Democratic gubernatorial candidate Gwen Graham is enlisting the help of Democrats across the state to denounce opponent Andrew Gillum and oppose political ads being paid for on his behalf by a secretive political committee called The Collective.
The super PAC just announced it would spend $500,000 on a media buy that attacks the voting record of Graham during her two years in Congress from 2015 to 2017. The Collective has already spent more than $1.2 million in support of Gillum,
On its website, The Collective identifies its mission as “working to fix the challenge of African American underrepresentation in elected seats of power throughout our nation.” Gillum is the only black candidate in the race for governor. He’s also the only candidate who isn’t at least a millionaire, a point that Gillum has made an issue in the race.
Monday morning, Tampa Mayor Bob Buckhorn, Jacksonville city council members Garrett Dennis and Tommy Hazouri and U.S. Rep. Lois Frankel from Palm Beach County all joined Graham in condemning the secretive PAC and its ads attacking Graham.
“We know the attack ads are coming from one of two places. They are either a Democrat attacking a fellow Democrat — or they are Republicans and special interests playing us for fools,” Buckhorn said. “Either way, the only thing these false, negative attacks will do is hurt Democrats’ chances of taking back our state in November.”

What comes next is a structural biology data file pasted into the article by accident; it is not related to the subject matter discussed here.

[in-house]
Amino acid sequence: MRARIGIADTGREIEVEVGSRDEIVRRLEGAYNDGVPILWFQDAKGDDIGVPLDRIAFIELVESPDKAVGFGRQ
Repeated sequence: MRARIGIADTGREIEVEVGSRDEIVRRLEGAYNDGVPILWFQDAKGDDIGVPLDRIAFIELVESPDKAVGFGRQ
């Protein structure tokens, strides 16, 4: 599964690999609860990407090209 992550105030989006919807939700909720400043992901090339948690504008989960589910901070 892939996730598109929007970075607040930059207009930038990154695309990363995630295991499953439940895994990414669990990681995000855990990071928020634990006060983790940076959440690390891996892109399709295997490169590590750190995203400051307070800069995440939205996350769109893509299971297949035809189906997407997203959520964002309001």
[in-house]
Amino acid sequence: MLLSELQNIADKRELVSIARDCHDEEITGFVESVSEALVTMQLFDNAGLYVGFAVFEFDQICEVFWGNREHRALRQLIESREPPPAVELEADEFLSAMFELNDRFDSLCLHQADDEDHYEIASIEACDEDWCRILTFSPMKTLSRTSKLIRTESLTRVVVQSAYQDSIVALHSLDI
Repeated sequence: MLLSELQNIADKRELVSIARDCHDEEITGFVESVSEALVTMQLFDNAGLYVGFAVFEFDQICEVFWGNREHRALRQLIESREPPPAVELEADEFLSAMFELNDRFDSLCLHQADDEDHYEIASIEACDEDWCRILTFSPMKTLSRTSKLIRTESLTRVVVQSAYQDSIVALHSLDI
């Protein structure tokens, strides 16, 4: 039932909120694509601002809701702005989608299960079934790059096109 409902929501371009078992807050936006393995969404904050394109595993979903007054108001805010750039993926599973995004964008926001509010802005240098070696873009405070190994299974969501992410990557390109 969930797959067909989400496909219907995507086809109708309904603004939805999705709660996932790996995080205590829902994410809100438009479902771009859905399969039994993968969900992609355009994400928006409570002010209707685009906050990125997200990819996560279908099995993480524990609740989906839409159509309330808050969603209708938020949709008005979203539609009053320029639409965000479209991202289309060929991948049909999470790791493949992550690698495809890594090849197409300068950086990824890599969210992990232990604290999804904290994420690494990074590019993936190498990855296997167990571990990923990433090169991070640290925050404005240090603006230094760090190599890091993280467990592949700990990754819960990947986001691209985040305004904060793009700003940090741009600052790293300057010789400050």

“The Republicans are loving to watch as Andrew Gillum embraces secret money and attacks Gwen Graham with Super PC money,” said Hazouri. “This irresponsible sham weakens our party, and makes it harder for us to win the General Election.”
In a statement released by The Collective, the group said its new ad buy would focus on one of Gillum’s opponents “who continues to tout progressive credentials despite voting with banks, supporting the disastrous Keystone XL pipeline, and publicly undermining President Obama’s Affordable Care Act to get reelected.”
Graham did vote to loosen certain financial restrictions in the Dodd-Frank bill and supported the Keystone XL pipeline. But she backed Democratic leadership on the Affordable Care Act, although she did vote to increase the employer mandate requiring the law apply to 40-hour-a-week employees rather than 30-hour-a-week employees.
“Since the ads first aired in May, they have had little effect on the race besides angering Democratic leaders. Gillum has continued to struggle in polling and fundraising, while Graham is now leading in five public polls,,” Graham’s campaign said in a release Monday.
The Capitolist reached out to the Gillum campaign for a comment but has not yet received a response.